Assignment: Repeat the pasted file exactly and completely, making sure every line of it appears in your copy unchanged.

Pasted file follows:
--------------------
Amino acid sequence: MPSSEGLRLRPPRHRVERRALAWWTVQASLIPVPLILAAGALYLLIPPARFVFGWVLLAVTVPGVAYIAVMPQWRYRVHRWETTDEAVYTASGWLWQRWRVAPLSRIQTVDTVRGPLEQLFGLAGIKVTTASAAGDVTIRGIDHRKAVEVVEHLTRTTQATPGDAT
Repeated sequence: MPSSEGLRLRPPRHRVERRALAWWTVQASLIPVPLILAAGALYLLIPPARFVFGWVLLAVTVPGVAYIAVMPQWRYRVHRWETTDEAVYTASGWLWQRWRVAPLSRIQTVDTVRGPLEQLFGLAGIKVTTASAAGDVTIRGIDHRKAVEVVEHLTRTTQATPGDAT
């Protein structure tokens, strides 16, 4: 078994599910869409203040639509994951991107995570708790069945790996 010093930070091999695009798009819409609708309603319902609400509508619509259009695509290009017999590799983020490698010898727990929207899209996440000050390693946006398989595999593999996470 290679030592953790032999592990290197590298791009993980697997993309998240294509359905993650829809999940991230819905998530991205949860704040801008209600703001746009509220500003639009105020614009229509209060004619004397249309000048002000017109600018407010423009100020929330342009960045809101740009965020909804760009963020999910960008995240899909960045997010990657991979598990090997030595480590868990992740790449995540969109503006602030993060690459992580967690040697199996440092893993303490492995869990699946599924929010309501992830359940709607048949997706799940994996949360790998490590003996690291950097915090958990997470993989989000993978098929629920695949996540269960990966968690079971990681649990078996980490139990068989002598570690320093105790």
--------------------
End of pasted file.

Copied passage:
Amino acid sequence: MPSSEGLRLRPPRHRVERRALAWWTVQASLIPVPLILAAGALYLLIPPARFVFGWVLLAVTVPGVAYIAVMPQWRYRVHRWETTDEAVYTASGWLWQRWRVAPLSRIQTVDTVRGPLEQLFGLAGIKVTTASAAGDVTIRGIDHRKAVEVVEHLTRTTQATPGDAT
Repeated sequence: MPSSEGLRLRPPRHRVERRALAWWTVQASLIPVPLILAAGALYLLIPPARFVFGWVLLAVTVPGVAYIAVMPQWRYRVHRWETTDEAVYTASGWLWQRWRVAPLSRIQTVDTVRGPLEQLFGLAGIKVTTASAAGDVTIRGIDHRKAVEVVEHLTRTTQATPGDAT
């Protein structure tokens, strides 16, 4: 078994599910869409203040639509994951991107995570708790069945790996 010093930070091999695009798009819409609708309603319902609400509508619509259009695509290009017999590799983020490698010898727990929207899209996440000050390693946006398989595999593999996470 290679030592953790032999592990290197590298791009993980697997993309998240294509359905993650829809999940991230819905998530991205949860704040801008209600703001746009509220500003639009105020614009229509209060004619004397249309000048002000017109600018407010423009100020929330342009960045809101740009965020909804760009963020999910960008995240899909960045997010990657991979598990090997030595480590868990992740790449995540969109503006602030993060690459992580967690040697199996440092893993303490492995869990699946599924929010309501992830359940709607048949997706799940994996949360790998490590003996690291950097915090958990997470993989989000993978098929629920695949996540269960990966968690079971990681649990078996980490139990068989002598570690320093105790």